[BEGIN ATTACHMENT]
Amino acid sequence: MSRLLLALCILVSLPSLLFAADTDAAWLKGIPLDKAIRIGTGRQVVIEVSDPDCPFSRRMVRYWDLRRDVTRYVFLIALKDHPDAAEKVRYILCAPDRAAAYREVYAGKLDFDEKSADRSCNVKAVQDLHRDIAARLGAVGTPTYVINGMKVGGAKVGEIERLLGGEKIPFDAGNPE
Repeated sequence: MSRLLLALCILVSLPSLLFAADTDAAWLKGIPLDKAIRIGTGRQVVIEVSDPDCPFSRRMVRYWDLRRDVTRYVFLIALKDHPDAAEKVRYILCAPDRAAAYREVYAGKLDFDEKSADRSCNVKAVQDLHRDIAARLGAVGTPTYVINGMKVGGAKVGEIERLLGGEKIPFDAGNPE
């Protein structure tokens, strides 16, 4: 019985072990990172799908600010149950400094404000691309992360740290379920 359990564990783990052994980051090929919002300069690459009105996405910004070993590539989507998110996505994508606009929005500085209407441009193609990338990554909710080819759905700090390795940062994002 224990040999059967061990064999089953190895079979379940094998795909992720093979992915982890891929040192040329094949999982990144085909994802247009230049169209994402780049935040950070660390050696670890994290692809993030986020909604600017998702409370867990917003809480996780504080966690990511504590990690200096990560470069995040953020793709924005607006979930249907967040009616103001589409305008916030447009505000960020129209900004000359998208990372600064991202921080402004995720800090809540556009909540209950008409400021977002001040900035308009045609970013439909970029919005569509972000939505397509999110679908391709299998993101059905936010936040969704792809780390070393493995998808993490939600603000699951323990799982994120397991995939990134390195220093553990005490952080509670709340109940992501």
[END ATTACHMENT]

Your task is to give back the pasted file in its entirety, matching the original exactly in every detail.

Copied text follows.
Amino acid sequence: MSRLLLALCILVSLPSLLFAADTDAAWLKGIPLDKAIRIGTGRQVVIEVSDPDCPFSRRMVRYWDLRRDVTRYVFLIALKDHPDAAEKVRYILCAPDRAAAYREVYAGKLDFDEKSADRSCNVKAVQDLHRDIAARLGAVGTPTYVINGMKVGGAKVGEIERLLGGEKIPFDAGNPE
Repeated sequence: MSRLLLALCILVSLPSLLFAADTDAAWLKGIPLDKAIRIGTGRQVVIEVSDPDCPFSRRMVRYWDLRRDVTRYVFLIALKDHPDAAEKVRYILCAPDRAAAYREVYAGKLDFDEKSADRSCNVKAVQDLHRDIAARLGAVGTPTYVINGMKVGGAKVGEIERLLGGEKIPFDAGNPE
């Protein structure tokens, strides 16, 4: 019985072990990172799908600010149950400094404000691309992360740290379920 359990564990783990052994980051090929919002300069690459009105996405910004070993590539989507998110996505994508606009929005500085209407441009193609990338990554909710080819759905700090390795940062994002 224990040999059967061990064999089953190895079979379940094998795909992720093979992915982890891929040192040329094949999982990144085909994802247009230049169209994402780049935040950070660390050696670890994290692809993030986020909604600017998702409370867990917003809480996780504080966690990511504590990690200096990560470069995040953020793709924005607006979930249907967040009616103001589409305008916030447009505000960020129209900004000359998208990372600064991202921080402004995720800090809540556009909540209950008409400021977002001040900035308009045609970013439909970029919005569509972000939505397509999110679908391709299998993101059905936010936040969704792809780390070393493995998808993490939600603000699951323990799982994120397991995939990134390195220093553990005490952080509670709340109940992501």